You're likely familiar with the acts at the top of the bill for this year's Austin City Limits Music Festival, but who's lurking underneath in afternoon time slots that might be well worth catching? Here's a handful of discovery-worthy artists you might not have heard yet.
Erin Rae (1 p.m. Friday, Tito's): Signed to John Paul White's influential Single Lock label, which released her second album "Putting on Airs" last year, singer-songwriter Erin Rae McKaskle and her band travel the terrain between Americana and indie music that plays well in their home base of Nashville. A recent NPR Tiny Desk appearance highlights McKaskle's achingly sweet vocals set against guitar-and-keys instrumentation that supports her songs with a smartly subtle touch. — P.B.
Black Pistol Fire (2:45 p.m. Friday, Miller Lite): The Austin duo of guitarist Kevin McKeown and drummer Eric Owen has been gaining momentum gradually since relocating here from Toronto about a decade ago, releasing five albums since 2011. They beefed up their down-and-dirty garage-blues sound on a handful of new singles released this past spring. — P.B.
READ MORE: Austin's Black Pistol Fire stays raw while evolving sound
Weyes Blood (4:30 p.m. Friday, BMI): Singer Natalie Mering’s hauntingly beautiful voice and enchanting folk-pop songs could well transcend the indie realm that was her launching pad. After an early-career stretch as a member of bands in Portland and Baltimore, she began recording as Weyes Blood in 2011. She moved from New York to Los Angeles as her profile gradually rose with three albums before her Sub Pop debut "Titanic Rising" earlier this year. — P.B.
Sigrid (2 p.m. Saturday, American Express): Do not make the mistake I did, reader, and sleep on Sigrid for too long. The Norwegian pop singer-songwriter is giving us the infectious bops we crave deep down in our soul on her album “Sucker Punch,” released this year. “Don’t Feel Like Crying” is the plucky little sister to Annie Lennox’s “Walking On Broken Glass,” with a little Michelle Branch mixed in. The defiant “Don’t Kill My Vibe” showed up this year as an Elle Fanning-sung cover in the excellent film “Teen Spirit.” Then there’s the rave-fuel sugar of “Strangers.” Sigrid will be heaps of fun at the fest. — E.W.
Tierra Whack (3 p.m. Saturday, T-Mobile): When the video for the 24-year-old Philly rapper’s “Whack World” dropped, it instantly established her as the most stylistically adventurous rapper in the game. In her brilliant 2018 work, she whiplashes through 15 one-minute tracks that morph from sing-song nursery rhyme grooves to moody club bangers to expressive confessional pieces. She shifts styles on a dime and masters each one with stunning skill. Watching her inhabit each character to recreate the work live is mesmerizing. — D.S.S.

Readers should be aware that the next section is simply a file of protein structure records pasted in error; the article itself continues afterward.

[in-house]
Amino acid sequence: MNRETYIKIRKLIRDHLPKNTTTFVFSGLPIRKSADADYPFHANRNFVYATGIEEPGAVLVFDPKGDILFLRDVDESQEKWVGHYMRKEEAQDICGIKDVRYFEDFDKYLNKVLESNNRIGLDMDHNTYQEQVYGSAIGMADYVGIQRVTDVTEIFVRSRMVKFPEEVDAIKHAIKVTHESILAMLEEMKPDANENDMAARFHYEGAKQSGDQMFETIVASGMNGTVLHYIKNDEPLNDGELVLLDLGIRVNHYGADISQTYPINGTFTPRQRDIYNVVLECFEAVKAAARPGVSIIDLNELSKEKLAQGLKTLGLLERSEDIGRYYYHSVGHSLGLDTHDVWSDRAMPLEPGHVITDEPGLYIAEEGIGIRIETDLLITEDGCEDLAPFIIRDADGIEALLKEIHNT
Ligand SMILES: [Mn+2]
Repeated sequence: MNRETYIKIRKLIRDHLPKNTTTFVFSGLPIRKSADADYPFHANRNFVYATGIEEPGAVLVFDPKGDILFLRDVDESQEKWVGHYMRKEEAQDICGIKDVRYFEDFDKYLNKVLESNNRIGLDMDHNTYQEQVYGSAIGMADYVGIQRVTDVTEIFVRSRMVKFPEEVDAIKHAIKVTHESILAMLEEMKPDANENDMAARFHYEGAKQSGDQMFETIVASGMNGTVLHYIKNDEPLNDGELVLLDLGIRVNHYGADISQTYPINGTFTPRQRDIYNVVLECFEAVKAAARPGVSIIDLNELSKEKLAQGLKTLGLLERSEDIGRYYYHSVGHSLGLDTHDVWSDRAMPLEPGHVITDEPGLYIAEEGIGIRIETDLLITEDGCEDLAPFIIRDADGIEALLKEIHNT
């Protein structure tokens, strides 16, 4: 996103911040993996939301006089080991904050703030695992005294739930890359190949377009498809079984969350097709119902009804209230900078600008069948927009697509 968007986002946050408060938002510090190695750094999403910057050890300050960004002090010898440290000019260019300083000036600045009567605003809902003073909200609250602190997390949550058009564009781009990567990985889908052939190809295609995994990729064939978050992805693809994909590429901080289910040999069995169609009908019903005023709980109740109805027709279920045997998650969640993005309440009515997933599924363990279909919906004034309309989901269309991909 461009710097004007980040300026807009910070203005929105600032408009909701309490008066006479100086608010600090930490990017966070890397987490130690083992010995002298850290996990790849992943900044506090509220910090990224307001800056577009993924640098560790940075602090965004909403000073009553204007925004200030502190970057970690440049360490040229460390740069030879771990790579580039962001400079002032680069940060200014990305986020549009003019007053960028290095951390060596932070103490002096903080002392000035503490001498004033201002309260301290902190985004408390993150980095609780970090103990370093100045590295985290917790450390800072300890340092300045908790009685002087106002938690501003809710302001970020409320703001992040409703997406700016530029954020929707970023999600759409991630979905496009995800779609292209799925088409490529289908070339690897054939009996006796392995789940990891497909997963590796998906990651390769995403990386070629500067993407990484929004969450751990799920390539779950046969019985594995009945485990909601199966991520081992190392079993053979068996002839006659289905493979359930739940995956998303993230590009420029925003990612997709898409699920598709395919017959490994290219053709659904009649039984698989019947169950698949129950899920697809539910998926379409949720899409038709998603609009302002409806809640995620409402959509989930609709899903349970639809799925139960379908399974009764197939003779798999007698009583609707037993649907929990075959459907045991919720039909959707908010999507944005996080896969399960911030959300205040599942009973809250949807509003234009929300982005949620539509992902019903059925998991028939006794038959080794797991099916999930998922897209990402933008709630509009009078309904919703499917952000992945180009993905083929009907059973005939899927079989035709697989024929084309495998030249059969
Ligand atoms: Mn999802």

Pink Sweats (4 p.m. Saturday, Tito's): The Twitter bio for the artist (aka singer-songwriter David Bowden) reads, “If it doesn’t make you feel can you even call it music?” This philosophy is at the core of his songwriting, and it translated beautifully in his South by Southwest sets earlier this year. He used sparse musical accompaniment to spotlight his skills as a songwriter, wringing complex emotions out of simple turns of phrase and using the spaciousness of the arrangements to explore the power of his formidable vocal range. He drew capacity crowds throughout the festival and at the end of his week in Austin, he took home the Grulke Prize for developing U.S. act. — D.S.S.
Nilüfer Yanya (12:30 p.m. Sunday, American Express): “Do you like pain?” Nilüfer Yanya asks over and over in her song “Baby Luv,” a tense and catchy tune unlike much you’ve heard before. The British singer’s work is brash and thorny, concerned with the hard questions you wish you could ask. “I'm praying you'll waste my time,” she throws out into the universe on the limb-swinging “In Your Head.” Yanya’s voice is mystical in its deep end and blissful in its high end. She’ll be an ACL Fest discovery of which you’re proud. — E.W.
Duckwrth (1:15 p.m. Sunday, T-Mobile): The Cali rapper rolled into SXSW 2018 with a suave, sexy vibe; smooth moves; and trunk bumpin’ West Coast funk for days. With irresistible verve, he charmed the pants off an audience of industry cynics. Since then, he’s been on a steady upward rise. His new release, “The Falling Man,” takes darker turns than his earlier work, with urgent verses spilling over bass rattling club cuts. He was raised in a strict Pentecostal household; in May, he told NPR that he thinks of his music as a form of missionary work. "It's me revealing, like, the realities right now. And it's also being able to speak to people, but with their language," he said. — D.S.S.
The Japanese House (1:15 p.m. Sunday, Vrbo): English indie-pop singer Amber Bain has Austin fans out the wazoo. Her show at the Parish earlier this year got moved to the larger Scoot Inn, and she’s come through for SXSW, too. “Dream-like” can seem like an easy descriptor for music, but it’s a go-to for a reason. That reason is acts like the Japanese House. Take Bain’s most-streamed song on Spotify, “Saw You In a Dream,” a silky vapor of a sway-maker, or the silvery earworm “Maybe You’re the Reason.” Her set will be a nice Sunday slow-down. — E.W.